Dipika Kohli


How a Half Mile Long Dinner Table and One Word Manifestos are Defining Durham

STITCH asks: “Give us one word for what you’d like to see Durham become.”

When I was 16, I rode my bike to the Durham Athletic Park to catch a game of minor league baseball with my best friend. We left in the fifth inning to get back before dark. We loved the Bulls, but didn’t want to get flack from those who had warned us: “Don’t go to downtown Durham. It’s so not safe.”

Almost twenty years later, this place still hasn’t shaken that reputation completely. Yet those who live here are awake to the fact that the fabric is changing, as more people move from out of town looking for a new start in what seems from the outside to be a welcoming, creative area. The bumper sticker that reads “Keep Durham Dirty,” is still relevant, but this is just part of the process of figuring out what it wants to become.

To help with that question, my partner in life and business, Akira Morita, and I are teaming with a giant team of local people to run STITCH, which has a Kickstarter campaign underway.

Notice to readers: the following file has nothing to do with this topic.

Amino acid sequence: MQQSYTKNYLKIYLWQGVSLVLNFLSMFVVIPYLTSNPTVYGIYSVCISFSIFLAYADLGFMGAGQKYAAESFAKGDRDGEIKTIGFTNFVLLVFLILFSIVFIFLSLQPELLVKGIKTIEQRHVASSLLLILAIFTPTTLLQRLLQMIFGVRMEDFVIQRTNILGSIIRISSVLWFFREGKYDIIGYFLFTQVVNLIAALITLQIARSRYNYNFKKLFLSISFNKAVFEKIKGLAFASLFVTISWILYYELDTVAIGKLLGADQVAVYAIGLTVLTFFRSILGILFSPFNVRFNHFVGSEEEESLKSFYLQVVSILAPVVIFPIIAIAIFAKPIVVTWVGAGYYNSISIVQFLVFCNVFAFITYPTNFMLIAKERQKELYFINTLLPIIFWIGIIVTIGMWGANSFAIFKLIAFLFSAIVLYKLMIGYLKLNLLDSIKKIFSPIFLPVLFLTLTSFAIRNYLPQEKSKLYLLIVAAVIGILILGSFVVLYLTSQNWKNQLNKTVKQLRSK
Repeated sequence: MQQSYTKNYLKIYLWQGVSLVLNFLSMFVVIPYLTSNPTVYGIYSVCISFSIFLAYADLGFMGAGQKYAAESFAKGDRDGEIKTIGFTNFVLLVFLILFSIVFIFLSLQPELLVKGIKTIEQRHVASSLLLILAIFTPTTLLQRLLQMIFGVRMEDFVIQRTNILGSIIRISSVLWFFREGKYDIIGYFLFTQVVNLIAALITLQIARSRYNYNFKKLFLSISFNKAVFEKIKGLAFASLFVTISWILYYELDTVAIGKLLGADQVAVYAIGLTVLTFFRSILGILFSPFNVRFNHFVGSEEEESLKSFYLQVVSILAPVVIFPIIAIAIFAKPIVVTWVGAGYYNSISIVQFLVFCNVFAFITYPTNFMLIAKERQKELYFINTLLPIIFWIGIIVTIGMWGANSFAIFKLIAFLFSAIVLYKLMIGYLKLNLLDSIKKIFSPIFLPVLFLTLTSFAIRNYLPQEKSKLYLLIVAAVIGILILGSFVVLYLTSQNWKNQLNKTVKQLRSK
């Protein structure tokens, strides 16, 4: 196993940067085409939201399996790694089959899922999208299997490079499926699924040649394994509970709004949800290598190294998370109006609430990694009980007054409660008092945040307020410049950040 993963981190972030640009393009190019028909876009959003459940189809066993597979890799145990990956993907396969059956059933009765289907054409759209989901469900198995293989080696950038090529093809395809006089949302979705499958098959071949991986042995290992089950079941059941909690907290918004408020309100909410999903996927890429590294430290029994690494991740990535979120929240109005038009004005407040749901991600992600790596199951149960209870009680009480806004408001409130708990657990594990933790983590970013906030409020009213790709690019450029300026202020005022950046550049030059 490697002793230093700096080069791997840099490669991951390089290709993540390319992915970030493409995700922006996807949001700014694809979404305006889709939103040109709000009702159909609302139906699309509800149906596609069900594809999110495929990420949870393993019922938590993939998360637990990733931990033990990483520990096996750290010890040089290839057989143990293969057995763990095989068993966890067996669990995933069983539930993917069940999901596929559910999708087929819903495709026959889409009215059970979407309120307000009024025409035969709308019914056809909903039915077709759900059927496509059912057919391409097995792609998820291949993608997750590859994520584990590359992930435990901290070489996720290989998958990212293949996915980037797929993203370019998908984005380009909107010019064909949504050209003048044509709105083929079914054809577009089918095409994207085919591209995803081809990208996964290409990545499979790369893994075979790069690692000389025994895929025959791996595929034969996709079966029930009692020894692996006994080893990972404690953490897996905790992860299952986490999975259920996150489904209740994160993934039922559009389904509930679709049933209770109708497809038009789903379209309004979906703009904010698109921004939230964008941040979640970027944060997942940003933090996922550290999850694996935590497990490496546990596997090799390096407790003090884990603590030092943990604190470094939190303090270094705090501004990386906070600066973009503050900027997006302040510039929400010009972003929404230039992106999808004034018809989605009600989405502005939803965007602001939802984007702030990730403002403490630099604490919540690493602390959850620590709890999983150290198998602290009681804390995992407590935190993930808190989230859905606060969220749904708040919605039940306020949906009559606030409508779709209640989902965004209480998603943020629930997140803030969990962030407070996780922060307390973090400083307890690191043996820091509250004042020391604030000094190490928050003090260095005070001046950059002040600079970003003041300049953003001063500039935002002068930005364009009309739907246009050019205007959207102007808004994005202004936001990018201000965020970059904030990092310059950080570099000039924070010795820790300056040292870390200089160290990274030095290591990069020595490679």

We asked about 500 citizens in public places around downtown to answer a simple question: “Give us one word for what you’d like to see Durham become.”

As a build-up to Neighborday, we’re teaming with the local Build a Better Block Project, which will have a half mile-long dinner table set up on Mangum Street starting at what we call here in town the Old Five Points intersection.

STITCH will also have a popup art show of works in progress by artists poised to make pieces inspired by the top one word answers that we’ve gathered—if our Kickstarter is fully funded.

We brought our four year-old son, Kush, on outings for what people started to call their “one word manifesto,” compiling 276 words from people in public spaces like farmer’s market, the Hayti Heritage Center, and a few openings for galleries and theater spaces. Now those words are in a word cloud that shows the spread of everyone’s vision.

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